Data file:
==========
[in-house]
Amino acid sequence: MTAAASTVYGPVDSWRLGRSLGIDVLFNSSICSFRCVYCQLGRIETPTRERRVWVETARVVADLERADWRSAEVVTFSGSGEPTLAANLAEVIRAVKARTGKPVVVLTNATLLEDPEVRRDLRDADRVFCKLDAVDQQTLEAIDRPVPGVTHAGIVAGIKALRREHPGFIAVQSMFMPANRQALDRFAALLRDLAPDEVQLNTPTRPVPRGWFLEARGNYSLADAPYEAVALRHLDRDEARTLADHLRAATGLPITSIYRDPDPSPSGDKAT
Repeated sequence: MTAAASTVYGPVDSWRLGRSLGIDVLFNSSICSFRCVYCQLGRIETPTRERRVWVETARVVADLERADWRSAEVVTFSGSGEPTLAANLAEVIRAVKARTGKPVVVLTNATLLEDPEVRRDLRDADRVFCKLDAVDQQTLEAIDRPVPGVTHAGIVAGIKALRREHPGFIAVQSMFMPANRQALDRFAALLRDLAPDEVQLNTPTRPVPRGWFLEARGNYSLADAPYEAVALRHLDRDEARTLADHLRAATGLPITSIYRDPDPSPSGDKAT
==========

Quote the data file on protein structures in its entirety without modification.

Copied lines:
[in-house]
Amino acid sequence: MTAAASTVYGPVDSWRLGRSLGIDVLFNSSICSFRCVYCQLGRIETPTRERRVWVETARVVADLERADWRSAEVVTFSGSGEPTLAANLAEVIRAVKARTGKPVVVLTNATLLEDPEVRRDLRDADRVFCKLDAVDQQTLEAIDRPVPGVTHAGIVAGIKALRREHPGFIAVQSMFMPANRQALDRFAALLRDLAPDEVQLNTPTRPVPRGWFLEARGNYSLADAPYEAVALRHLDRDEARTLADHLRAATGLPITSIYRDPDPSPSGDKAT
Repeated sequence: MTAAASTVYGPVDSWRLGRSLGIDVLFNSSICSFRCVYCQLGRIETPTRERRVWVETARVVADLERADWRSAEVVTFSGSGEPTLAANLAEVIRAVKARTGKPVVVLTNATLLEDPEVRRDLRDADRVFCKLDAVDQQTLEAIDRPVPGVTHAGIVAGIKALRREHPGFIAVQSMFMPANRQALDRFAALLRDLAPDEVQLNTPTRPVPRGWFLEARGNYSLADAPYEAVALRHLDRDEARTLADHLRAATGLPITSIYRDPDPSPSGDKAT